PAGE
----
If you initiated an estrangement and feel it could be time to reconcile This kind of reconciliation is tough to consider and it’s going to take effort. But if you have the desire, the rewards can be great. Take the case of Lynn (not her real name), an adventure and wildlife writer and photographer. When she was 14, Lynn told me, her mother, a barbiturate addict, died of an overdose and her father, an alcoholic who could be abusive, was unable to step in. Lynn dropped out of high school and left home at 16 to zig-zag around the country in a hippie van. She finally cut off her father in her mid-20s because ‘he was a fuck-up, not caring or helping’. She built a prestigious career, got married, had a son. Then one night 15 years after she’d shut out her father, she had a vivid dream directing her to reconnect. ‘My unconscious remembered a deep fundamental relationship,’ she says. She called him, flew out to see him, and the rest is history. The man who met her had stopped drinking, was thrilled to hear from her, and made a magnificent effort to be fatherly and concerned. They stayed connected and developed ‘a wonderful relationship. We had wonderful conversations’ for five years, until he died.
There are many such inspiring stories but, before embarking on such a path yourself, due diligence is vital:
Do a cost-benefit analysis before contacting the person you cut off, recommends Pillemer. Ask yourself if you’re ready to reconcile. ‘You have to really sit down and write out the narrative because almost everybody who’s estranged has this narrative of what happened,’ he says. ‘Weigh the pros and cons [of making contact again].’
Examine your own responsibility in the estrangement, even if you ultimately decide it wasn’t your fault. Almost all the estrangements have two sides to the story, says Pillemer, and, usually, both people play a role.
Give up trying to align your past with the other person’s past. So you think your brother Bill was a sadist when you were kids? Well, Bill says he was just teasing you, like all brothers do. Now is the time to build a new relationship and leave the past behind.
Set careful terms of engagement. Pillemer, like Coleman, found that those who successfully reconciled had carved new boundaries. Many of those who reconciled decided to give the relationship a final test run, one last chance, stipulating the minimum behaviour they would accept by setting clearly stated boundaries before estranging again. One daughter got off the phone as soon as her mother pushed her buttons. A newly reconciled son agreed his parents could visit, but had to stay at an Airbnb.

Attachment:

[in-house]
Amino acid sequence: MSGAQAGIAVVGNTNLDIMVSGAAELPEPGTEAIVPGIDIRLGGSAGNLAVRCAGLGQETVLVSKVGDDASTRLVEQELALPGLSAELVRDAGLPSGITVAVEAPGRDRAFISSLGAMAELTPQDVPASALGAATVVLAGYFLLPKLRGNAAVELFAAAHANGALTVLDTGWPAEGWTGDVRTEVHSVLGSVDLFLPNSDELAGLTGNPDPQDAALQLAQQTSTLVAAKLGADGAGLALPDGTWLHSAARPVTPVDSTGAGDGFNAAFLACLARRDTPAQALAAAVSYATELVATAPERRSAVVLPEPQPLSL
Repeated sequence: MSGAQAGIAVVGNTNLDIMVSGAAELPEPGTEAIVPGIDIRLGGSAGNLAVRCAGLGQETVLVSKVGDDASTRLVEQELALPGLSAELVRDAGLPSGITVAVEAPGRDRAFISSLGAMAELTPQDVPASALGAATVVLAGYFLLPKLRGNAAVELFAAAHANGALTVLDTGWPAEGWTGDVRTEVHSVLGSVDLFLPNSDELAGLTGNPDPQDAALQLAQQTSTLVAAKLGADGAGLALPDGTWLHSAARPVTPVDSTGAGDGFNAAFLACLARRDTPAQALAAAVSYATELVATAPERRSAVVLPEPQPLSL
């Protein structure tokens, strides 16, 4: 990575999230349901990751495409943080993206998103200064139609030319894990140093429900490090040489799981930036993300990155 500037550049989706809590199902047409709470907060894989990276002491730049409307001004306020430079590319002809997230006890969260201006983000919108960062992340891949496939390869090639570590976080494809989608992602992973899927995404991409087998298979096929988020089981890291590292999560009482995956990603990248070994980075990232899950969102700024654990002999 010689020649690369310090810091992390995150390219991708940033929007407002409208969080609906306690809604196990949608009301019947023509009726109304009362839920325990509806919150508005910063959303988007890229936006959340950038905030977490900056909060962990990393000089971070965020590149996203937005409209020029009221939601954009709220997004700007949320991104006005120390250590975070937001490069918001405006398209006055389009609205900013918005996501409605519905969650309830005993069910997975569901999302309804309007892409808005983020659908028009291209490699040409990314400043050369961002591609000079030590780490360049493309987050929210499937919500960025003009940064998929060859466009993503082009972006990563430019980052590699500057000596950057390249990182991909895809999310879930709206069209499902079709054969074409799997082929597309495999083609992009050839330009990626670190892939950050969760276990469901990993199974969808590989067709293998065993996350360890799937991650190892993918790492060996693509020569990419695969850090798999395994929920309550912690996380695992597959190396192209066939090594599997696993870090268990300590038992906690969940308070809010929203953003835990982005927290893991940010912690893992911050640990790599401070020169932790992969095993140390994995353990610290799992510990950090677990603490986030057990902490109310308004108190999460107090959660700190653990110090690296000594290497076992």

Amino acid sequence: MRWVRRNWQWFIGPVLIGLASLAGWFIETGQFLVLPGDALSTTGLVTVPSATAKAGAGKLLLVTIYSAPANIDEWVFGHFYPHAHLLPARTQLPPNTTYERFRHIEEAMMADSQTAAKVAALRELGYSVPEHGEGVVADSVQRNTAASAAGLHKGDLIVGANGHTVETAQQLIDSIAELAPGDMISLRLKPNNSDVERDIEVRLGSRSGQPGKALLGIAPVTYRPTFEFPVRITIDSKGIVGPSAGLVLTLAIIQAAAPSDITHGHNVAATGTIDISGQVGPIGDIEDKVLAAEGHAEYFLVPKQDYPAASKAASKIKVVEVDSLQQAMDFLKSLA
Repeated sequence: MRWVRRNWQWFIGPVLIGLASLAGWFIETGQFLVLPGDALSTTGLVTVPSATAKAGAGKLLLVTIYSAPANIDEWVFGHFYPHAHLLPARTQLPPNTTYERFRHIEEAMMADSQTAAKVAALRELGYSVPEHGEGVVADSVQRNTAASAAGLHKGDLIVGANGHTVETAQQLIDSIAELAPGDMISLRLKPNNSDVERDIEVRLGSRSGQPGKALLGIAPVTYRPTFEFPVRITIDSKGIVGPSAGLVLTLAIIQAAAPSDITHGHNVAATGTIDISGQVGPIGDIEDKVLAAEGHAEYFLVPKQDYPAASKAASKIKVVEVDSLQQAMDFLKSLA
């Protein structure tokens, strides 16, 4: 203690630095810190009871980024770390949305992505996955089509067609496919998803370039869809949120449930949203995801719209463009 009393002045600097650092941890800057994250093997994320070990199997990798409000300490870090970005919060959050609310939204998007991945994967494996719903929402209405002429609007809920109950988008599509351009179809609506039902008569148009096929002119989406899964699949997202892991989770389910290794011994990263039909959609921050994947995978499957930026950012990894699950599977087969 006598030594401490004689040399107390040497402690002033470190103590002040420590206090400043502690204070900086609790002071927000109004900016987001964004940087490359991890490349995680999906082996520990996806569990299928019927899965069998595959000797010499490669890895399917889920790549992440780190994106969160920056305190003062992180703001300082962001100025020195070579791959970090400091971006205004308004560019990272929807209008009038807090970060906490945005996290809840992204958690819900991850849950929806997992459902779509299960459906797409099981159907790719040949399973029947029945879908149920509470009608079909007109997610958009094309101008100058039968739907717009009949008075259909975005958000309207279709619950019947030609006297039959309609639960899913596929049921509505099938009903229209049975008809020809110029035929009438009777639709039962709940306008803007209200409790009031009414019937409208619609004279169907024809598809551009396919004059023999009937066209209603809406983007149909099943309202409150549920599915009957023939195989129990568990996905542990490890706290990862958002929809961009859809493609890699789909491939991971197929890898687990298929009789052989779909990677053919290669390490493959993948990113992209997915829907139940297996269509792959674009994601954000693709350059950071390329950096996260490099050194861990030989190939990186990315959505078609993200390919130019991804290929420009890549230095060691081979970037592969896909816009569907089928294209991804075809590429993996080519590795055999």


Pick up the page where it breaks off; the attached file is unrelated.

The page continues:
Consider therapy with care. Coleman says that some therapists might unfairly influence a client against a family member. ‘One of the huge problems is that therapeutic narratives have completely invaded the way we think about ourselves,’ he tells me. Through this approach, any life problem ‘dials back to what the parents did or didn’t do in childhood’, a perspective that can be damaging. On the other hand, Pillemer says, therapy can create a stronger sense of self, allowing you to approach a relationship in a less vulnerable way. Do you need both parties in therapy to work on estrangement issues? Many therapists think you do, but Pillemer’s work suggests that is not the case. In fact, most of his reconciling interviewees had been to therapy alone to gauge their own role in estrangement before trying to reconnect.
View the reconciliation as an engine for future personal growth. Pillemer’s interviewees viewed reconciliation as a true achievement, and success made them feel on top of the world.
If estrangement seems to be permanent despite your best efforts to reconcile or because you feel the person you cut off is truly unworthy of a second chance:
Know you are not alone. One in five people is affected by estrangement. ‘This is a problem that, unlike almost anything else in our wide-open society, people don’t talk about,’ Pillemer tells me. Find a support group of peers with whom you can discuss your story and air your pain without judgment, or look for sympathetic friends to spend holidays with – people who will just listen to you with love.
If you have been wrongly accused of abuse, or if no reconciliation seems possible now, look to ‘radical acceptance’. It means ‘accepting that you cannot change in this moment and may never be able to change,’ Coleman writes in his new book. ‘You feel sad? Feel sad. Don’t judge it, don’t push it away, don’t diminish it, and don’t try to control its passage.’ Along with self-empathy, he notes, ‘time and acceptance can be powerful agents of healing when we let them.’
Keep the door open, and don’t hold a grudge. You never know when your family member might decide to give it another chance and, if that happens, be receptive to rebuilding a new future instead of endlessly rehashing the past.
The book Rules of Estrangement(forthcoming, 2021) by the psychologist Joshua Coleman describes his system of mending break-ups, based on seeing one’s role in the problem, carefully constructing letters of amends, and giving lost family members time and space.
by Pam Weintraub